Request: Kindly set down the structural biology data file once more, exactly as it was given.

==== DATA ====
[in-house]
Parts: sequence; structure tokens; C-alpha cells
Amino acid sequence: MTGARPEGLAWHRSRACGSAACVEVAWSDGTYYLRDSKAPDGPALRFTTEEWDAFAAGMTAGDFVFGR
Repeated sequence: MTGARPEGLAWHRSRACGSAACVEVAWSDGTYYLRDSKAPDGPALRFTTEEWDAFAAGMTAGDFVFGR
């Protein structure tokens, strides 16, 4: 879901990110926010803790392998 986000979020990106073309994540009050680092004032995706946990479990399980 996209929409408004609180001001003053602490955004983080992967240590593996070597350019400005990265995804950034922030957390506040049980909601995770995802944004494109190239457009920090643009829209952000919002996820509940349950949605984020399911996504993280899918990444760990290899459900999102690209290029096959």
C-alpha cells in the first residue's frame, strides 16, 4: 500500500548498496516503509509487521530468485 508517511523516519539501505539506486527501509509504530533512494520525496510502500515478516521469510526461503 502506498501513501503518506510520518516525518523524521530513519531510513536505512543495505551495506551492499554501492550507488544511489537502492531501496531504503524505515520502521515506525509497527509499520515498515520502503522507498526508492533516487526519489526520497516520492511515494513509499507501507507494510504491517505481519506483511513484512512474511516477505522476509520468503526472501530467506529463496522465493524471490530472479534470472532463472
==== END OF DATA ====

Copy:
[in-house]
Parts: sequence; structure tokens; C-alpha cells
Amino acid sequence: MTGARPEGLAWHRSRACGSAACVEVAWSDGTYYLRDSKAPDGPALRFTTEEWDAFAAGMTAGDFVFGR
Repeated sequence: MTGARPEGLAWHRSRACGSAACVEVAWSDGTYYLRDSKAPDGPALRFTTEEWDAFAAGMTAGDFVFGR
């Protein structure tokens, strides 16, 4: 879901990110926010803790392998 986000979020990106073309994540009050680092004032995706946990479990399980 996209929409408004609180001001003053602490955004983080992967240590593996070597350019400005990265995804950034922030957390506040049980909601995770995802944004494109190239457009920090643009829209952000919002996820509940349950949605984020399911996504993280899918990444760990290899459900999102690209290029096959």
C-alpha cells in the first residue's frame, strides 16, 4: 500500500548498496516503509509487521530468485 508517511523516519539501505539506486527501509509504530533512494520525496510502500515478516521469510526461503 502506498501513501503518506510520518516525518523524521530513519531510513536505512543495505551495506551492499554501492550507488544511489537502492531501496531504503524505515520502521515506525509497527509499520515498515520502503522507498526508492533516487526519489526520497516520492511515494513509499507501507507494510504491517505481519506483511513484512512474511516477505522476509520468503526472501530467506529463496522465493524471490530472479534470472532463472